Patent exhaustion is also known as the first sale doctrine. It is one of the most significant limits on the rights of inventors in patent law. The patent exhaustion doctrine states that the patent holders exclusive rights extend only so far as the first sale of the patented invention. Thus, the patentee has the exclusive right to sell or offer to sell his invention. However, once the invention is sold, the patentee does not have the right to prevent the buyer from reselling or offering to resell the invention.
A final rejection is the final office action issued on a patent application and is intended to end prosecution on the claim. However, final rejection is rarely ever final. The patent applicant has the option of making filing a continuation, which is essentially a new version of the patent application that may retain the initial filing date. If the applicant does not think a continuation would lead to successful patent prosecution, the applicant can appeal the rejection to the Board of Patent Appeals and Interferences.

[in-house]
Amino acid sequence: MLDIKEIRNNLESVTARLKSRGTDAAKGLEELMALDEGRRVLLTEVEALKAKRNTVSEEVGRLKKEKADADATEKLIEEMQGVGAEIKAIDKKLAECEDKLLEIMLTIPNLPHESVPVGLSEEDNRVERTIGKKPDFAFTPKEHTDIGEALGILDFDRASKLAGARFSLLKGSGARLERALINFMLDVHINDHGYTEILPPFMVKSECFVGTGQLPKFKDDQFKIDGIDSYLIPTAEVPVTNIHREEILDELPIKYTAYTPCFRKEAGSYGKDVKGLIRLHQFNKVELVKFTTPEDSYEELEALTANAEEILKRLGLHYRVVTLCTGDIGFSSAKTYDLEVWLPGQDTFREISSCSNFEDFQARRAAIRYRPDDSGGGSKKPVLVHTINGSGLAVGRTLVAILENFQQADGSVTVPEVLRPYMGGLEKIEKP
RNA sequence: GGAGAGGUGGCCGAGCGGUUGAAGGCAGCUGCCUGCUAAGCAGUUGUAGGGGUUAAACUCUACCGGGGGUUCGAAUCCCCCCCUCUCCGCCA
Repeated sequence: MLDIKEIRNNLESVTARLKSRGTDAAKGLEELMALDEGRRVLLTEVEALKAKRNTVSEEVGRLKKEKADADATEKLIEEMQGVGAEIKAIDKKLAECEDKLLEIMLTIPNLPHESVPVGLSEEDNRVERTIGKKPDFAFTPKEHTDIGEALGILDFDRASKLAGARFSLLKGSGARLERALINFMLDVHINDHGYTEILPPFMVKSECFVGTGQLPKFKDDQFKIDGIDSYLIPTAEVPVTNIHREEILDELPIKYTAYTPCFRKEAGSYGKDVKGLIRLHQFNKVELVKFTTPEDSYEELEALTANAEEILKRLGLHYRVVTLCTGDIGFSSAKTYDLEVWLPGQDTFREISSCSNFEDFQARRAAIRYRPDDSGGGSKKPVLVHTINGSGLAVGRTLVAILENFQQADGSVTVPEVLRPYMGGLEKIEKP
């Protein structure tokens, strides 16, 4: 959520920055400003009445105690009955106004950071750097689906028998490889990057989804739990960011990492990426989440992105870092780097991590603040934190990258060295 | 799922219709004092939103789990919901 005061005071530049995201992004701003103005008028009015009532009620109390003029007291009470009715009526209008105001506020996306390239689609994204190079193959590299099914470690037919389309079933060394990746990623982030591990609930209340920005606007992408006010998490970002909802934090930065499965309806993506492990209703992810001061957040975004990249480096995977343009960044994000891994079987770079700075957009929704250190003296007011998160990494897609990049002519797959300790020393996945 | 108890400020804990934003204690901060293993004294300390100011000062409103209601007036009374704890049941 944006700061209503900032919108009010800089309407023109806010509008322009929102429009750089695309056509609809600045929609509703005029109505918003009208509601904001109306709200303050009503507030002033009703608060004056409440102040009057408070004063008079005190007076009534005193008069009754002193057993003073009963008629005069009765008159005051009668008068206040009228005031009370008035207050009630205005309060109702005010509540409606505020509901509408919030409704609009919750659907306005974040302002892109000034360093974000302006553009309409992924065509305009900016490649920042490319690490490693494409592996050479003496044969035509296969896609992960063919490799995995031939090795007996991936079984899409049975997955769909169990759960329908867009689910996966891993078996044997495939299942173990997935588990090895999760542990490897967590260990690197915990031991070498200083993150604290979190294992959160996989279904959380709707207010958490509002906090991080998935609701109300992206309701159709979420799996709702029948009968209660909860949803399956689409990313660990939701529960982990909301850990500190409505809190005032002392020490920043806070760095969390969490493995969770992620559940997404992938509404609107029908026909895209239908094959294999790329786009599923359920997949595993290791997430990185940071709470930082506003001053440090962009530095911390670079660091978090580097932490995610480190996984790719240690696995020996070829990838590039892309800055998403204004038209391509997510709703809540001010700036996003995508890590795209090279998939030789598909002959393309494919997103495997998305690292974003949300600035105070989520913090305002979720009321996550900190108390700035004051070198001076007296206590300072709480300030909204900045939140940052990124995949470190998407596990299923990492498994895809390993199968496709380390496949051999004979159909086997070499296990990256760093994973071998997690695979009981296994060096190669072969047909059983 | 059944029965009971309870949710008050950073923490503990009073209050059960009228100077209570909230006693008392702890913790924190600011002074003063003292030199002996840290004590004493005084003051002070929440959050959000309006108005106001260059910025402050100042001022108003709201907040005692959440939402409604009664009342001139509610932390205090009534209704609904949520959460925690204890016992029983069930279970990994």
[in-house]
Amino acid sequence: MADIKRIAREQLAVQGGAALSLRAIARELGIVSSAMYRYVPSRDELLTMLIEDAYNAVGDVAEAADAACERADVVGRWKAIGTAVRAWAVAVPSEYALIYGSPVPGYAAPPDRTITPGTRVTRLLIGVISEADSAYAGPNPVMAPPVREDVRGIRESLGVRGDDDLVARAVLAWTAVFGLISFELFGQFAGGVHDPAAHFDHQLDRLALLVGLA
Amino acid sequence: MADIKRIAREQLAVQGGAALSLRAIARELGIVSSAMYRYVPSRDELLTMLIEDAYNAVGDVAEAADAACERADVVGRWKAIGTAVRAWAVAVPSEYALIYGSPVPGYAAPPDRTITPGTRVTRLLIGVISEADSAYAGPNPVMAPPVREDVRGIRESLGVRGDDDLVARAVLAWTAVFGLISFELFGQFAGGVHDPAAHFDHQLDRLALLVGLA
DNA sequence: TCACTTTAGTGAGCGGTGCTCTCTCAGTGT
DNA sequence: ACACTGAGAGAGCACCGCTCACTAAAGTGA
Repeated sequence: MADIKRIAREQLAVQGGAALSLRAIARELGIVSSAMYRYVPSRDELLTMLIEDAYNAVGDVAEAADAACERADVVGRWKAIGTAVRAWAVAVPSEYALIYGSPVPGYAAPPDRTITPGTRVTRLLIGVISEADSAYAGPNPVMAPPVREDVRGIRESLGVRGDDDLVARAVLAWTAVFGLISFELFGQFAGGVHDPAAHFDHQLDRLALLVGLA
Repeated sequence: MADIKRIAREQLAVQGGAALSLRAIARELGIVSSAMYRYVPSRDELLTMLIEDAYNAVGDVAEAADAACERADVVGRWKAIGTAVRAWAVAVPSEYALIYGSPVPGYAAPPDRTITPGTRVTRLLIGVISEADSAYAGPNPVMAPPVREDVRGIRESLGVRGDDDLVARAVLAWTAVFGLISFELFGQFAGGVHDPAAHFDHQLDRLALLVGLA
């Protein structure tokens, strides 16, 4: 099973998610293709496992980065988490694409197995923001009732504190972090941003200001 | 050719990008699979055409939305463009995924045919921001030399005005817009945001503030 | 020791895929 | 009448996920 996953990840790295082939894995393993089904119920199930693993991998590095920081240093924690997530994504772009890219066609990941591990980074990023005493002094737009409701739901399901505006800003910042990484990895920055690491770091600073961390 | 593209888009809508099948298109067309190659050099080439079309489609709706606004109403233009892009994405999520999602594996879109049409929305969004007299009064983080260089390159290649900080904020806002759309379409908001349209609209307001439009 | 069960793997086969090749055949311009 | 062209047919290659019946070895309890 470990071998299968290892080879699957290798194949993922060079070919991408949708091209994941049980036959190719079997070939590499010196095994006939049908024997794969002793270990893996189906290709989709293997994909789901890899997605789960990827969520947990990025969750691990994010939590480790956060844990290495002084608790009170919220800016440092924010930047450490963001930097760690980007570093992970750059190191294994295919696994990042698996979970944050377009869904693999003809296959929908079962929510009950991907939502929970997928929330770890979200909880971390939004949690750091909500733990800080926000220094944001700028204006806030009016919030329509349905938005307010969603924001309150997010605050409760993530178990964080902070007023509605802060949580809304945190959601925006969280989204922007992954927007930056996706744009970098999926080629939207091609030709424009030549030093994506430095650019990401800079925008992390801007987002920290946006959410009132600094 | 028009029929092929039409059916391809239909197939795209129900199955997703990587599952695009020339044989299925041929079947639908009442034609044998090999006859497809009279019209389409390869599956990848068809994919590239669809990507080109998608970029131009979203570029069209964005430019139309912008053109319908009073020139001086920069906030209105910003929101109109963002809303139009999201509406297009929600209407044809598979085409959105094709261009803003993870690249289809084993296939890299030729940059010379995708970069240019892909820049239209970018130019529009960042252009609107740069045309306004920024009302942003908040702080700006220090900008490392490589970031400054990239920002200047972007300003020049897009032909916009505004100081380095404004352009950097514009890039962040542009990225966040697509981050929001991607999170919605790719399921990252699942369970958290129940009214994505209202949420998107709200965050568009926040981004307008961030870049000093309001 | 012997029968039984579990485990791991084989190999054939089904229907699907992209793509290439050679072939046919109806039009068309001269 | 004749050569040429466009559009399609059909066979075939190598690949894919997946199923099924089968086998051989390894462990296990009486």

WIPO is the acronym for the World Intellectual Property Organization. WIPO works toward developing an international intellectual property system. It is based in Geneva, Switzerland and is a special agency of the United Nations. WIPO was established in 1967 and works under the cooperation of 184 member states, including U.S. WIPO is organized into assemblies, committees, and working groups which decide the direction of the organization. WIPO administers international treaties concerning IP and works with member nations to develop domestic IP laws.
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